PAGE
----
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SVD Analysis of C5a Production Through Bacterial Extracellular Polymeric Substance

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Introduction

The immune complement is a complex network of enzymes, proteins, and receptors involved in the detection and destruction of invading organisms in the human body. One crucial component in this system is the complement immunoprotein fragment C5a, which is largely responsible for initiating the powerful host-defensive "membrane attack complex". Of course, there are consequences to the excessive production of various complement components, particularly C5a -- in particular, it is known to cause low blood pressure, cardiac dysfunction, and lymphocyte apoptosis. As a result, the production of this particular immune complement is particularly worth studying, as we will do in the following model.

Various previous efforts have revealed the enzyme kinetics of the complement system, which allows for the development of an accurate mathematical model. These efforts are valuable due to their revelation of behaviors in the system that occur at short distances and/or times that cannot be examined using current biological experimental techniques.

In conjunction with the University of Michigan Critical Care Engineering and Research Center, Biointerfaces Institute, and Department of Emergency Medicine, the Mathematical Biology group has produced a paper studying this topic in particular currently in review. In that particular work, these ideas are studied in context of a bloodstream infection arising from a bacterial infection (Staphylococcus epidermis) due to an indwelling medical device, such as a catheter.

We will utilize the same systems biology techniques seen earlier to analyze the reaction network of the complement activation stage of the immune reaction. The Law of Mass Action and previous understandings of complement diffusion, binding, and catalysis will assist us in formulating a mathematical model of differential equations. However, we extend our model to include diffusive terms -- that is, we wish to mathematically answer, "how does the presence of bacterial capsule material influence the kinetics of complement activation?". This changes the landscape of the system of differential equations significantly by introducing a spatial component, representing diffusion of complement materials to the bacterial cell surface.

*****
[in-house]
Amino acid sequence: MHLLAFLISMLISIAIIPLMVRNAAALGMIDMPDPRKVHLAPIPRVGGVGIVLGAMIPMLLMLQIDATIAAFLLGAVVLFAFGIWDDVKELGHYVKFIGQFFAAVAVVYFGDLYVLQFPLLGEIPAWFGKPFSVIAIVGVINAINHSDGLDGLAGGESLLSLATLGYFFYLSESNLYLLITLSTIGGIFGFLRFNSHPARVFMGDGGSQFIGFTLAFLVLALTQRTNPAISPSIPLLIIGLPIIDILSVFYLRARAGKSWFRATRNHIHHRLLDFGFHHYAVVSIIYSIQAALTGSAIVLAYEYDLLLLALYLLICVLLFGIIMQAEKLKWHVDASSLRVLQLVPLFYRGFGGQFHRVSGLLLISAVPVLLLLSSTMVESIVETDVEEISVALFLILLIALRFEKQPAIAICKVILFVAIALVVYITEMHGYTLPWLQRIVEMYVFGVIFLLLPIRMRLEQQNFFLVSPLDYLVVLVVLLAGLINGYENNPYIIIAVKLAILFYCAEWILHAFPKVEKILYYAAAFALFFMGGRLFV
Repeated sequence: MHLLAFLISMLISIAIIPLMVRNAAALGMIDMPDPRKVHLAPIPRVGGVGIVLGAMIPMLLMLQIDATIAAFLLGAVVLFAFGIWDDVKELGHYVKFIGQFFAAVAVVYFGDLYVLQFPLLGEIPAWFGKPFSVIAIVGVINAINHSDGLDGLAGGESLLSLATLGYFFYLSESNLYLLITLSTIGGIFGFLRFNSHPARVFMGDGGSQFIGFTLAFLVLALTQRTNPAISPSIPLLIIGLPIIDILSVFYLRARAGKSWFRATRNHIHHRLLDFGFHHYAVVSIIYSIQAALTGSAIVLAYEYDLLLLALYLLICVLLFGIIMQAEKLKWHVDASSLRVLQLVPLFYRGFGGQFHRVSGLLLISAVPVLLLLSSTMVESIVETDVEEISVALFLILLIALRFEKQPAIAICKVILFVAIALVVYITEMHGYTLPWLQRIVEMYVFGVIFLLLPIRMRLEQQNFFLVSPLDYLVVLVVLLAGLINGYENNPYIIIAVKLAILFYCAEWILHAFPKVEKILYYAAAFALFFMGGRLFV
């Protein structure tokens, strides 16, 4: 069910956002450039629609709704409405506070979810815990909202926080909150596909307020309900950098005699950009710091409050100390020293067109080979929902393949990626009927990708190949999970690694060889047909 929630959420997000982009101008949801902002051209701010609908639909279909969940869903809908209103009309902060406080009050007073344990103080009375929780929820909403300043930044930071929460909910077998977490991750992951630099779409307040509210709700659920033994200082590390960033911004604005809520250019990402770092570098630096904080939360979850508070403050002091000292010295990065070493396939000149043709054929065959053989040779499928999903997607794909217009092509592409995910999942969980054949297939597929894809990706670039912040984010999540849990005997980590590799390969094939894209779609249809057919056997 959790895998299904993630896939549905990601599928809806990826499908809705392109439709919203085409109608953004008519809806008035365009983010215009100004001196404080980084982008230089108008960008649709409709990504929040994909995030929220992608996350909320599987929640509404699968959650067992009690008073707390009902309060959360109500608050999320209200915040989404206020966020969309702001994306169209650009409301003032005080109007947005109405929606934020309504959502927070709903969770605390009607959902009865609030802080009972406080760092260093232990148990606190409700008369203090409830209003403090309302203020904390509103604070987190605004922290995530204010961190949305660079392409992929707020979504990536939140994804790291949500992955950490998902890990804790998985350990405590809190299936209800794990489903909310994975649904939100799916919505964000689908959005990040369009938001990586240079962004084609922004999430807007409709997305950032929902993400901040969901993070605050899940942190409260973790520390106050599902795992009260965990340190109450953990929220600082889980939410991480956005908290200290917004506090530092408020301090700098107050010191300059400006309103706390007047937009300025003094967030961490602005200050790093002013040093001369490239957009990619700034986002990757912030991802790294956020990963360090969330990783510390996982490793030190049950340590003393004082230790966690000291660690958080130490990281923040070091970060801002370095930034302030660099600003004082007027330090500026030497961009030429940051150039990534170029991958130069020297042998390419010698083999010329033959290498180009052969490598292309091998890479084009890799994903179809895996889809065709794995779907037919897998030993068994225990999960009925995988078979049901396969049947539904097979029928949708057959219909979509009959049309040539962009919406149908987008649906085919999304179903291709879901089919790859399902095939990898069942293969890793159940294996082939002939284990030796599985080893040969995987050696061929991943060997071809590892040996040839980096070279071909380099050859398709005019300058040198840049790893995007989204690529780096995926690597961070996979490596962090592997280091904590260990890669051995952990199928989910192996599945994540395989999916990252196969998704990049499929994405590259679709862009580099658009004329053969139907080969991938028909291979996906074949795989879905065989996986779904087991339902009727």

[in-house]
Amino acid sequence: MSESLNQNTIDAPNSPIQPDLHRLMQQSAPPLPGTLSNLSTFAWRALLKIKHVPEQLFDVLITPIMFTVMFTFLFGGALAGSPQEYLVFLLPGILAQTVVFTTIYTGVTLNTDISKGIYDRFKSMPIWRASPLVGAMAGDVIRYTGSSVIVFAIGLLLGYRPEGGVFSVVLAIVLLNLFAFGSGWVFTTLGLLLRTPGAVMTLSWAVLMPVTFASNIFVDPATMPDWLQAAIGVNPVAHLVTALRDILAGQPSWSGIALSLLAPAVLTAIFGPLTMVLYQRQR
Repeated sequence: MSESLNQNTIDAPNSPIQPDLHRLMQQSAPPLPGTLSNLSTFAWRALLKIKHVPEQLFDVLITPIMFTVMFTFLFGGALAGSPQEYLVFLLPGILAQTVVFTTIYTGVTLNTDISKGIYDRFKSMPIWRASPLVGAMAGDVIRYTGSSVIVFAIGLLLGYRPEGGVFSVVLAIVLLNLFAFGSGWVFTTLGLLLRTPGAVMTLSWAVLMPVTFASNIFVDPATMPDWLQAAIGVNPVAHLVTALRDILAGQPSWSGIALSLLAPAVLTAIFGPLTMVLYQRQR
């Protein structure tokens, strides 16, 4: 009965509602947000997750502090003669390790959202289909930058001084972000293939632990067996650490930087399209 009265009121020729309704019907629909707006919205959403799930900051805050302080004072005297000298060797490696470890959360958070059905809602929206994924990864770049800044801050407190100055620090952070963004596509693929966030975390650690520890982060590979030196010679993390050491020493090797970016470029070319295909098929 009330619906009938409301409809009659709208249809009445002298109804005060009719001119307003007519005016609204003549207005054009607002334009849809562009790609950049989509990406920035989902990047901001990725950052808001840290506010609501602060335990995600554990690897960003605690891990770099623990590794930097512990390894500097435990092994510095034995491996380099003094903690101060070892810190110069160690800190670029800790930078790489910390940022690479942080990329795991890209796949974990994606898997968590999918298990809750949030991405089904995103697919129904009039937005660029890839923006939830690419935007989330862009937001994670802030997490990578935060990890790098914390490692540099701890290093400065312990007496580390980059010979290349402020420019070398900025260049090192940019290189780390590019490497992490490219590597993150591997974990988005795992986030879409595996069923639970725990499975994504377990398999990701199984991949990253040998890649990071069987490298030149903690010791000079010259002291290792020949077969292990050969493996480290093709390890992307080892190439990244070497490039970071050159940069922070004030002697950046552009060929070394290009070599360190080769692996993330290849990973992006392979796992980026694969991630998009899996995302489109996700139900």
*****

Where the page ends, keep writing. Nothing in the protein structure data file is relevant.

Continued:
Formulating the Model

In our model, we are interested in only five components: free C3 complement immunoprotein, free extracellular capsule (around the bacterial edge), C3/C5 bound to the extracellular capsule (in both active and inactive forms), free C5 complement immunoprotein, and free C5a complement immunoprotein. Additionally, we assume spherical symmetry, consistent with the general structure of S. epidermis. Regarding the diffusion of the system, then, the spatial domain is the the capsule, which is bounded at the inner edge by an impermeable cell wall and on the outer edge by the plasma domain of the bloodstream. These two factors gave rise to Dirichlet and Neumann boundary conditions at the boundaries of our spatial domain in the mathematical model. Another assumption made was that the diffusing and reacting species were not considered to be well-mixed, so spatial gradients were not considered.

Our model is then as follows:


{\frac  {\partial [C3]}{\partial t}}=-K_{{C3}}[C3][b][cps]-K_{{tickover}}[C3]{\frac  {[cps]}{[cps_{{0}}]}}+D_{{C3}}\nabla ^{{2}}[C3]
{\frac  {\partial [cps]}{\partial t}}=-K_{{C3}}[C3][b][cps]-K_{{tickover}}[C3]{\frac  {[cps]}{[cps_{{0}}]}}
{\frac  {\partial [b]}{\partial t}}=K_{{C3}}[C3][b][cps]+K_{{tickover}}[C3]{\frac  {[cps]}{[cps_{{0}}]}}-K_{{decay}}[b]
{\frac  {\partial [C5]}{\partial t}}=-K_{{C5}}[b][C5]+D_{{C5}}\nabla ^{{2}}[C5]
{\frac  {\partial [C5a]}{\partial t}}=-K_{{C5}}[b][C5]+D_{{C5}}\nabla ^{{2}}[C5a]

where we assume uniform spherical symmetry, and thus \nabla ^{{2}}={\frac  {1}{r^{{2}}}}{\frac  {\partial }{\partial r}}(r^{{2}}{\frac  {\partial }{\partial r}}) in the above system.

Furthermore, we define the aforementioned boundary conditions as follows:

  • At the outer, capsule-plasma boundary is a Dirichlet boundary condition, where the reactant concentrations are equal to the concentrations in the capsule.
  • At the inner, cell wall boundary is a Neumann boundary condition, where there is zero flux, due to the impermeability of the bacterial wall.